1. Learn to identify what causes you stress and recognise the telltale signs that you are under pressure. These may be shallow breathing, increased headaches, a dry mouth, muscle tension, irritability, sleep disturbance, poor concentration, memory lapses, palpitations and panic attacks.
2. Recognise what you can change by avoiding, eliminating or reducing your exposure to stress. Change the areas in your life that you can change. Get up earlier if it makes life easier, give up something or alter your routine.
Situations over which we have no control can cause the greatest stress. Some stressful situations cannot be changed so all you can do is change your attitude to them.
3. Learn to chill out. Take up meditation, yoga, walking or get involved in charity work.
4. Shorten your “To do” list. Accept it does not matter if you fail to meet or exceed your personal targets each day. It is better and healthier to take things easier and leave some time for yourself.
5. Audit your resources and demands and identify what is really important to you, suggests Karen Belshaw, VHI Healthcare’s stress expert. Ask yourself what are the important things in your life. What are your strengths and weaknesses? What are you expecting of yourself and what can you do to achieve these objectives? Are you defined predominantly by money, work or relationships? It is important to make that distinction.
“Work out some realistic goals for yourself based on your abilities. Get your life priorities right - analyse what is actually important to you. Discriminate between the things that are important in your life and those that are relatively unimportant.”
6. Make time for yourself. Pencil in some “me time” in your diary no matter how busy your life is. Have gaps in your daily schedule in which you can call a friend or relative, practice deep breathing or stretching exercises, daydream or have a brief walk.
7. Avoid being a people pleaser. Say “no” and mean it, even if only occasionally to unreasonable requests and demands. It will be a welcome release from people and situations which sap your energy or heighten your stress levels.
8. Avoid isolation, especially if your mood is low. Seek out people who will gladden your heart and lighten your load.
9. Avoid nicotine, excessive caffeine, alcohol and other stimulants if you tend to turn to any of these to get you through difficult times. Remember, they will only offer you a temporary break from stress and may damage your health.
10. Connect with people. Friends and a good social life are important. Aim to cultivate at least one close confidante and plenty of friends. People with a strong and supportive social network of friends are strongly protected against the ill-effects of stress.
11. Make exercise part of your routine. Go for a walk, play tennis, sign up for a dance class. Exercise produces changes in the body which can elevate mood and relieve stress.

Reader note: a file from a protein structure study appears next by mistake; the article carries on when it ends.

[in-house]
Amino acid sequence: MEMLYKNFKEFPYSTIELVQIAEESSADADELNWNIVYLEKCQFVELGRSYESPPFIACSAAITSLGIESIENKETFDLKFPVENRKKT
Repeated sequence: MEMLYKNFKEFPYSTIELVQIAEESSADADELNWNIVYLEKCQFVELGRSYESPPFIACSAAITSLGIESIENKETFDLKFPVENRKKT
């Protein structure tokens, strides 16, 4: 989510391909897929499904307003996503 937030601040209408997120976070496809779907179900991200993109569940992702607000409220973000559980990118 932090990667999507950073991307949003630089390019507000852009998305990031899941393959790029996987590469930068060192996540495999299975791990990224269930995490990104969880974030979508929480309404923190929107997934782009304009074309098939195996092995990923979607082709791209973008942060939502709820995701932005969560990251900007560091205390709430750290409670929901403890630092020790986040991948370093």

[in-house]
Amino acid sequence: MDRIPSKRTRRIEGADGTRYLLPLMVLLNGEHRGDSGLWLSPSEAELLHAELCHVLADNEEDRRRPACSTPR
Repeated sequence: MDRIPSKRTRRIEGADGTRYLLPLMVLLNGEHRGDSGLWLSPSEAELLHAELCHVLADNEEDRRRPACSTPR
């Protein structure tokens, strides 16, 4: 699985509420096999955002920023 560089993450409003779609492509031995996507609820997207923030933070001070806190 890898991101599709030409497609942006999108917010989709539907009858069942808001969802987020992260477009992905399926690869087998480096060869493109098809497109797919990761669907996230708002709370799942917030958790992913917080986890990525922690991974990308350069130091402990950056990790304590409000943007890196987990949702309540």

12. Sometimes doing nothing is doing something very important, says Karen Belshaw. A period of reflection reduces tension, enhances concentration and improves efficiency. Such time-out offers an antidote to the constant bombardment of information overload.
13. Pamper yourself and find ways to unwind. Get a new hairstyle, a facial, read a good book, play a game of golf or listen to music.
14. Ensure your self-talk is positive. Try not to fill your head with defeatist thoughts, such as “I can’t handle this”, “This can’t be happening to me” or “I’m useless”. Recall occasions when you coped well in difficult circumstances and congratulate yourself on any achievement, no matter how small.
15. Do not allow problems to multiply. This will only increase your stress. Try to keep on top of demands and do not take on new challenges unless you feel up to dealing with them.
16. Take a break from the children or any other caring duties. If you cannot afford to pay someone to step into your shoes for a few hours try trading duties with a friend or appeal to the good nature of a neighbour or relative.
17. Unclutter your life. This will not only free up your home and work space but will also help clear your head. (Imagine not having to spend 10 minutes looking for your keys/important telephone numbers/bills? ) Get rid of clothes you no longer wear, unloved ornaments which are gathering dust, or receipts for appliances which stopped working years ago.
18. Try to work with your body rhythms. If you are at your best late at night plan to do complicated tasks then.
19. Keep copies of important documents and store the originals in a safe place.
20. Be prepared to wait. This applies to traffic, the doctor’s surgery, the corner shop or the bathroom at your favourite restaurant. If you start off with this mindset you will then be pleasantly surprised if there is no delay.
21. Get rid of things which do not work properly. Alarm clocks which have bad days, pens which leak, radios with wavering sound or make-up tubes which steadfastly refuse to release their contents. These will only increase your stress levels and make you bad tempered.
22. Know and accept your strengths and weaknesses.
23. Give yourself permission to be less than perfect. Striving to meet exacting standards all the time can be a recipe for high stress levels. Aim to relax your standards. Do the best you can and be prepared to take shortcuts, if necessary.
24. Do not dramatise setbacks. View minor annoyances for what they are. Exaggerating their importance will only heighten your tension levels.
25. Look at the bigger picture. If you’ve made a mistake you may be able to rectify it now or in the future. If not, its effects may not be as earth-shattering as you imagine they will be. Many situations we fret and fume about are not hugely important in the greater scheme of things and in a year or so may well be forgotten about.